A big “Thanks” goes out to the Cherokee County Historical Society and its Director, Stefanie Joyner, for use of the Rock Barn and all their support in this effort.

 

 

 

 

Dautzenlein Updates: February 2018

It has been some time since our last post and much has happened! It is time to report briefly on two topics.

First, we have been working with Georgia Department of Transportation to provide them research and artifacts related to the possible site of Fort Buffington in Cherokee County, Georgia. We had the opportunity to meet and make formal presentations to GDOT personnel and their contractor on two occasions, and have had many informal consultations over the last 5 months.

Their report is due out later this spring with recommendations and conclusions related to the highway improvement and its impact on historical resources along the corridor.

Last summer, GDOT archaeologists ask us to stop any onsite research until their process was complete and we agreed. The result is that we have little new to report but would like to acknowledge their sincere interest and cooperation in preserving history.

Second, the “extra” time gleaned from our reduced, on-site research gave us time to re-visit the Trail of Tears Round-up routes, here in Cherokee County. As previously posted, our research has suggested different Cherokee Removal routes than those shown and described in National Park Service maps and reports.

We now believe we have the documentation and dautzenleins to make firm cases for both routes; the Fort Buffington and the Sixes Cantonment routes to Fort Wool at New Echota .

Stay tuned for the public announcement of the routes, sometime within the next few weeks!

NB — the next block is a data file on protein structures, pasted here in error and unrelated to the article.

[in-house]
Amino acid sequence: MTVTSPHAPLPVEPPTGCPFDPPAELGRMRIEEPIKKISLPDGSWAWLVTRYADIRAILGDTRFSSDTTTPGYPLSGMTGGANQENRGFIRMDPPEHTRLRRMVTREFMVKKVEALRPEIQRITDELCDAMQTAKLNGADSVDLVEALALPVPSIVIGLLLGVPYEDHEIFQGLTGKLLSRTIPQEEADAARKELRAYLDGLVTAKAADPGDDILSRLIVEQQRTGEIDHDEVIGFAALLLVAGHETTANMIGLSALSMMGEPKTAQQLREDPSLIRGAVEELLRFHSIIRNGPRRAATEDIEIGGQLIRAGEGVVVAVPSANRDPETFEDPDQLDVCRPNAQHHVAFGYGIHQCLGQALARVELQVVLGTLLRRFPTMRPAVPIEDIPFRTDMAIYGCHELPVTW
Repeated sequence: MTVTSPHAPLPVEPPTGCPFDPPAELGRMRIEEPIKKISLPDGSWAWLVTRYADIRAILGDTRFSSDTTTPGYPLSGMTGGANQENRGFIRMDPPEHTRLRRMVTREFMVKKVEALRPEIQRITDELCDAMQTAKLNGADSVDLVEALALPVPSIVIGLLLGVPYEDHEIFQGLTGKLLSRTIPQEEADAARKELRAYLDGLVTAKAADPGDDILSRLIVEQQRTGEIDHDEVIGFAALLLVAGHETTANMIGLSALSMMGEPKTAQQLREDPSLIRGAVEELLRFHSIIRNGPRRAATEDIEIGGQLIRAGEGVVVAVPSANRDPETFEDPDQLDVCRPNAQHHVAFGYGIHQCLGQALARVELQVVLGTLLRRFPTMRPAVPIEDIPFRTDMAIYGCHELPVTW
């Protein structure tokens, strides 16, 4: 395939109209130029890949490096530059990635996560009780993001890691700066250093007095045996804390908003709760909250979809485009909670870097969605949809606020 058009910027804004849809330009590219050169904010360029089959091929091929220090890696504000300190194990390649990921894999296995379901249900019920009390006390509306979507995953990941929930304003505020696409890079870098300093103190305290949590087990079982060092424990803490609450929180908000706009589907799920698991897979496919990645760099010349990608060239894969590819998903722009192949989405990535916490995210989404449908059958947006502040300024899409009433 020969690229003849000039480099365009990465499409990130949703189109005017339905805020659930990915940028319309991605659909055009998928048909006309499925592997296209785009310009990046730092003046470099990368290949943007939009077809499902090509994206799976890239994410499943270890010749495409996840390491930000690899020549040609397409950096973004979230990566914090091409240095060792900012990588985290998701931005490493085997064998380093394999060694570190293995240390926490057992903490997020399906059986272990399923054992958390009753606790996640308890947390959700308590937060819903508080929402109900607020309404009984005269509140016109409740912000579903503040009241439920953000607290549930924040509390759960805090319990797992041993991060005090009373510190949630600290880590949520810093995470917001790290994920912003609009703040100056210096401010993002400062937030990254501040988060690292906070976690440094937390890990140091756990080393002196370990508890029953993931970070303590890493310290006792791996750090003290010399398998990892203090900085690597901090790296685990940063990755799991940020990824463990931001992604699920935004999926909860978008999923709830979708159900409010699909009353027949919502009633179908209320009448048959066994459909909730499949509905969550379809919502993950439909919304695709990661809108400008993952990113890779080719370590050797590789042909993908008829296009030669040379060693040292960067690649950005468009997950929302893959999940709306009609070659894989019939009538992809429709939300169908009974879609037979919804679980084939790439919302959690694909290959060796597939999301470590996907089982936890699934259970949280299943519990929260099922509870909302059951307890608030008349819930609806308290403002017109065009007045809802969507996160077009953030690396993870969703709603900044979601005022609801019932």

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179th Anniversary of the Start of the Removal of the Cherokee Native Americans from Georgia

179 years ago today, the federalized Volunteer Georgia Militia began collecting the Cherokee for removal from Georgia. Countless elements came together to create this chapter of history.

Clashes of cultures have unfortunately been common throughout history on this planet. Our quest to find the site of Fort Buffington, a relic or artifact of such a clash,  is on-going and hopefully nearing its successful end.  Our motivation for finding this symbol is to preserve it and create an environment that fosters understandings of the factors that led to this troubling period of American history.

Our posting last May 25th is also still relevant. (Scroll down to read it)

Public Response to Request

We want to acknowledge those of you who have already responded to our  requests for clues and information about the historic Fort Buffington site location.

The community is coming together to help and we appreciate it.  We still need you to stay involved and assist us to find more evidence to confirm the location.

It will take a little while to answer emails and follow up on leads. Meanwhile, keep looking and asking friends and relatives if they have anything that may help. It will require “rock solid” proof to divert the bulldozers of a multi-million dollar project and we don’t have that… yet… but we can find it!